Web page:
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MEMA Successfully Advocates For Updated Study Of State Vehicle Inspection Programs

Government Accountability Office (GAO) to renew 1990 study calling for federal support of state programs.

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WASHINGTON, D.C. – The Government Accountability Office (GAO) will soon initiate an update of its 1990 study, “NHTSA Should Resume its Support of State Periodic Inspection Programs,” at the request of Sen. Claire McCaskill (D-Mo.).
 
The Motor & Equipment Manufacturers Association (MEMA) actively advocated for an update of the study. “The original GAO report issued in 1990 provided valuable information and recommendations. However, the characteristics of our nation’s vehicles and drivers have changed over the past 25 years,” said Steve Handschuh, president and CEO of MEMA. “We are very pleased that the GAO has chosen to review this report and thank Sen. McCaskill for her efforts.”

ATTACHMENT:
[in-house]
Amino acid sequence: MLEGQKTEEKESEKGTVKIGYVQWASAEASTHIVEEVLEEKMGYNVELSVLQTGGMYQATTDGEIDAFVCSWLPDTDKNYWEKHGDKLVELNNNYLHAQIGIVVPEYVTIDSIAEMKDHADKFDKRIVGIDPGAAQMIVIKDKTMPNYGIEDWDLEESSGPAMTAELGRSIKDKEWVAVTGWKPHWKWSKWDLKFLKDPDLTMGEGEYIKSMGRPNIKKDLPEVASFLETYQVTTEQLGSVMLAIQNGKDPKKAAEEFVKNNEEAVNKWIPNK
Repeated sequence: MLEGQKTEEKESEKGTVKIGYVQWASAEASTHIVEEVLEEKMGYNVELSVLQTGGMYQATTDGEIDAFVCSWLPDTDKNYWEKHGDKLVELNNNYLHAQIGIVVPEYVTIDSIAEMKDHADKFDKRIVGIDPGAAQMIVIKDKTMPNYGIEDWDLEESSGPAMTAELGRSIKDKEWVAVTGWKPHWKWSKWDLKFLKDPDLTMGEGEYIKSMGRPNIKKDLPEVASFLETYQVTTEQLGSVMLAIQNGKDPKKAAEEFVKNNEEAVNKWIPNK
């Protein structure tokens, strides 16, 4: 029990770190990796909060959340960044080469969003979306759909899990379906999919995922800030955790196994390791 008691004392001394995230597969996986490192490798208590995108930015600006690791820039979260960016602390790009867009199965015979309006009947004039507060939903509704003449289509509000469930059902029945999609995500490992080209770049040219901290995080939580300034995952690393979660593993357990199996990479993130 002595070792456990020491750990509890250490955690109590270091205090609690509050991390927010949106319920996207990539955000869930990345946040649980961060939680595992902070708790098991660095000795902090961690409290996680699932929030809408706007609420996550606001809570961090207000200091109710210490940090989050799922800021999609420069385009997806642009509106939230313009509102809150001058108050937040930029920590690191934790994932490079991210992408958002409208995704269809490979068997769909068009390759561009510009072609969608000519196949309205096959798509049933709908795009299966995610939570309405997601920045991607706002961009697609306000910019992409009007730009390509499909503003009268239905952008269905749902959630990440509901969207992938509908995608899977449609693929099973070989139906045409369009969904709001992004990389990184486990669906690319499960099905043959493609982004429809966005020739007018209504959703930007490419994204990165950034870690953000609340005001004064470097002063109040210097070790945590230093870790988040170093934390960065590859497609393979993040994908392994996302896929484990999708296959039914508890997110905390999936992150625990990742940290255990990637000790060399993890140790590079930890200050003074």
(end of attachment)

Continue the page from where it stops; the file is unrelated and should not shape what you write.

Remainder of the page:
“In 1990, when the original GAO study was conducted, the average age of vehicles on our nation’s roads and highways was 7.7 years. Today, the average vehicle age is 11 years,” said Bill Long, president and chief operating officer of the Automotive Aftermarket Suppliers Association (AASA), the light vehicle aftermarket division of MEMA. “If not properly maintained and regularly inspected, motorists may be unaware of potential safety risks, particularly as vehicles get older.”
 
In her request for the study’s update, Sen. McCaskill specifically called on the GAO to address three crucial areas:
 
* The costs and benefits of state vehicle inspection programs
* The potential challenges posed by advanced technology in today’s vehicles
* Any actions taken by the National Highway Traffic Safety Administration (NHTSA) and the states to improve inspection programs, and recommendations for future NHTSA actions
 
“MEMA is very gratified to Sen. McCaskill for including these points in her request, which will be key to identifying the efficacy of state inspection programs in increasing the safety of our nation’s vehicles and the safety of everyone traveling the roads today,” said Ann Wilson, MEMA senior vice president of government affairs.
 

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